Games throughout the years have been a great means of testing whether or not a computer system is capable of performing a task as well as a human would – also known as Artificial Intelligence (A.I). It’s a clever way for assessing whether or not algorithms are working to their full potential. Noughts and Crosses (a.k.a tic-tac-toe) was the first game a player lost against A.I in 1952, then Checkers in 1994, Chess in 1997, Jeopardy in 2011, and most recently the game of Go. Last month (March 2016) Google’s DeepMind program AlphaGo defeated Lee Sedol, a top-ranked professional Go player.
At first glance the game of Go appears to be a simple game, however it’s actually extremely complex. Go originated in China over 2,500 years ago. It’s a game of two players who take turns in placing black or white stones onto a 19 x 19 board. The goal of the game is to grab territory without getting your stones captured. After the first round there are 129,960 possible board positions; compared with 400 in Chess. On any turn there are 250 moves in Go and only 35 in Chess. The Google Research blog explains that there are more possible board positions than there are atoms in the universe. Making Go a googol times more complex than Chess. Last year computers could only play Go to an amateur level, it was said to take at least 10 years before it would be able to beat a professional. However, Google’s DeepMind created a way of making this possible before its time with the relatively new A.I technique: deep learning.
AlphaGo was not programed to learn the ‘good’ or ‘bad’ moves of the game; instead its algorithms absorbed a database of online Go matches that essentially gave it the ability to learn all the moves from each match; providing it the equivalent practice of playing Go for 80 years straight. It used to be that even the best A.I. operating systems were programed to deal with specific problems and needed to be thoroughly tweaked to function successfully. The way deep learning operates is, in a way, similar to how the human brain works. Basically it’s ‘learning’ all the time. It relies on simulating multilayered webs of virtual neurons that enables the computer to learn and distinguish conceptual patterns. In other words deep learning can become a master of any craft as long as it has access to enough data.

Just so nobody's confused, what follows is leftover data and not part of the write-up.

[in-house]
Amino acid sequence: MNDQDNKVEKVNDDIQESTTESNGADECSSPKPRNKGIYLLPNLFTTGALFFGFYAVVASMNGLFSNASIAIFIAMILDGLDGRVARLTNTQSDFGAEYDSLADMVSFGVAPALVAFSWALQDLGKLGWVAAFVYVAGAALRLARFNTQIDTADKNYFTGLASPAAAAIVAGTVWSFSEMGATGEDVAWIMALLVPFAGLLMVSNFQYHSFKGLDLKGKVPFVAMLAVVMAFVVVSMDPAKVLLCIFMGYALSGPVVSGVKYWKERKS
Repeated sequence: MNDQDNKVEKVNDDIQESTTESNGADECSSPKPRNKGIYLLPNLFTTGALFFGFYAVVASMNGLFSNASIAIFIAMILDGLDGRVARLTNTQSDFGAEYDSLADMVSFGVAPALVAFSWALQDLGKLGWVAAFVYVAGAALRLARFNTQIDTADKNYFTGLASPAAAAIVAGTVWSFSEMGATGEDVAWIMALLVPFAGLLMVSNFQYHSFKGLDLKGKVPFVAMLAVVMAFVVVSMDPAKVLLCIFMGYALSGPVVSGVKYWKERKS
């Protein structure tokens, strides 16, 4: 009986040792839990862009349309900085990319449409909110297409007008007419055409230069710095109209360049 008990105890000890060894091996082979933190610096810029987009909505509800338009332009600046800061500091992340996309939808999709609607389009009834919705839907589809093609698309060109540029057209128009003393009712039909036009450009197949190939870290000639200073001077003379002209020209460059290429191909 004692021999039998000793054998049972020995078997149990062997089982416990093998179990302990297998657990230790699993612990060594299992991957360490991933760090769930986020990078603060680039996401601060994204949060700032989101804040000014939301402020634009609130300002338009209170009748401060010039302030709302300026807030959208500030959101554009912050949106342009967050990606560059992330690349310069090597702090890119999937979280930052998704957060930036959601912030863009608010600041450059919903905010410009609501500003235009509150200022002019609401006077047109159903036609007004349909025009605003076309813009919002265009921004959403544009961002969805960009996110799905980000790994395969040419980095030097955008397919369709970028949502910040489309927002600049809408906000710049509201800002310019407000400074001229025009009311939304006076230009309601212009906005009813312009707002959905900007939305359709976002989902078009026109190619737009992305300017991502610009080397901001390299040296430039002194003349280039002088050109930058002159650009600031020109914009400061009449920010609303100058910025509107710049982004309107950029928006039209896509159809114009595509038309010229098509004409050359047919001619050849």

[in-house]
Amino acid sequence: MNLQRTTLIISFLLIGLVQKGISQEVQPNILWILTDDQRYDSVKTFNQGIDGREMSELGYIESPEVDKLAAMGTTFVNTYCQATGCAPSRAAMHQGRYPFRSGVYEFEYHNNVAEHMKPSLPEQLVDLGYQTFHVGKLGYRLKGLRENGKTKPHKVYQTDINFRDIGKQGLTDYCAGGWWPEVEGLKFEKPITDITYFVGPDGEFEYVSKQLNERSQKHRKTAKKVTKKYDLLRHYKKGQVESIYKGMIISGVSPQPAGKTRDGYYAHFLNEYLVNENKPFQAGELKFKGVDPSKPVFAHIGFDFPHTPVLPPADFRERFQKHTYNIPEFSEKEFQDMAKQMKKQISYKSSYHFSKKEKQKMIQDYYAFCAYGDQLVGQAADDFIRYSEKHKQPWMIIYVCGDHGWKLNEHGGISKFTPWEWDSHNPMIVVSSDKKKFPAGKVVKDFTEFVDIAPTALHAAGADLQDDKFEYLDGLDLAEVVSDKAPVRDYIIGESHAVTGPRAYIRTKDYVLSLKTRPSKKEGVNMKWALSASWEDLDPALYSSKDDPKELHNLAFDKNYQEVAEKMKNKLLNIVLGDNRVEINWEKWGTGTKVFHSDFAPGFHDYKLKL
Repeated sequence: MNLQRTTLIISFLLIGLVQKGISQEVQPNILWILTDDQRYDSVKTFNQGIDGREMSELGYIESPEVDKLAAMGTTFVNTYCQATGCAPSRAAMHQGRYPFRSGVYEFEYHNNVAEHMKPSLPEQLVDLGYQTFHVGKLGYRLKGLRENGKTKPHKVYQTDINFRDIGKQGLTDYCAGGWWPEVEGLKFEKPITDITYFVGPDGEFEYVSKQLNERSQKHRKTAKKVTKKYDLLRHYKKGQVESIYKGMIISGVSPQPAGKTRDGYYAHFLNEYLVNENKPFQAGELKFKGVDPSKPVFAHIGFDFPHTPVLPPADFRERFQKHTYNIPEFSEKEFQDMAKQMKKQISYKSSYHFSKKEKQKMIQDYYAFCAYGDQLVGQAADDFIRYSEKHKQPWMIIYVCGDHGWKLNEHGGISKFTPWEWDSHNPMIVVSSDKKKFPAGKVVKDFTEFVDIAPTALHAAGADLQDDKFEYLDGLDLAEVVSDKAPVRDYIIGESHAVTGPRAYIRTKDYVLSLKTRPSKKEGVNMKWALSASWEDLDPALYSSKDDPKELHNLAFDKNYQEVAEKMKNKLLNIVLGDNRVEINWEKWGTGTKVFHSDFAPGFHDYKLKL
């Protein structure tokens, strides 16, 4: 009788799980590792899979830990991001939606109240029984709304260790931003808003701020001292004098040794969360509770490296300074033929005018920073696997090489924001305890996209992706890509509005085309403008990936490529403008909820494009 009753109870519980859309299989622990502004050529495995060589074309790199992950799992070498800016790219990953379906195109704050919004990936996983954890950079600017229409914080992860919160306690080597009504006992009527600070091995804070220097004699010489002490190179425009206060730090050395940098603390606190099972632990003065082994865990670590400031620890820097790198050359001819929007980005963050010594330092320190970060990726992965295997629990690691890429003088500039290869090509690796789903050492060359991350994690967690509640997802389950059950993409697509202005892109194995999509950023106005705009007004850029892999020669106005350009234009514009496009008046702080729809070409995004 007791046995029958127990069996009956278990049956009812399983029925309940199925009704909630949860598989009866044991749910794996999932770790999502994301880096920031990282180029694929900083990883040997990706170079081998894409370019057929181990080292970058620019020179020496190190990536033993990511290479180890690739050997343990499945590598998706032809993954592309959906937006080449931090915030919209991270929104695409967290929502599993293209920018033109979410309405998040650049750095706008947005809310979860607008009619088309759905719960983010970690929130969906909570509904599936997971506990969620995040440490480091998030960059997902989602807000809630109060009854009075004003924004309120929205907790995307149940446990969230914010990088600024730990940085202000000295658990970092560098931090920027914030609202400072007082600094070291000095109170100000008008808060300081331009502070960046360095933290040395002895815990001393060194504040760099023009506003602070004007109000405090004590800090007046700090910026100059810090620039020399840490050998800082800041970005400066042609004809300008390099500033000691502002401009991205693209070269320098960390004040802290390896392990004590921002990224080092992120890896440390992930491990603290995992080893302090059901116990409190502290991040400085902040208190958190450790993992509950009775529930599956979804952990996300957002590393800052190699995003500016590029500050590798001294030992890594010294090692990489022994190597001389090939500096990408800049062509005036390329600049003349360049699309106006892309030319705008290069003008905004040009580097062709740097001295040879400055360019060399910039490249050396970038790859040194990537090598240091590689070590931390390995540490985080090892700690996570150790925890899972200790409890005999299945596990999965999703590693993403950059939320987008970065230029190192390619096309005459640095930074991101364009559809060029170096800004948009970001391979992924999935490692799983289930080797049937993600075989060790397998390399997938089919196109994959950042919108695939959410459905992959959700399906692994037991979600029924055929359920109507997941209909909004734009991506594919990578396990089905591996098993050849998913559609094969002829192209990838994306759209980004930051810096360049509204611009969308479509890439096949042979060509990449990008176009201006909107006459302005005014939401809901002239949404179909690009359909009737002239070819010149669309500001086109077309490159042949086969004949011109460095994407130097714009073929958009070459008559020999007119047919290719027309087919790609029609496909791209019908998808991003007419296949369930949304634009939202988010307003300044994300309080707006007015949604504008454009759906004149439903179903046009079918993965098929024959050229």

At ObEN we’ve created our own deep learning speech technology. We’ve built a unique and proprietary dataset that enables us to better train our algorithms, just as DeepMind did with AlphaGo. As our dataset grows, the quality of our product expands and so does the program’s ability to pinpoint the problems to solve. To help us create the perfect technology and increase our dataset, share your voice-print with us!
About the author: Georgina Bunn is a Corporate Communications Associate at ObEN.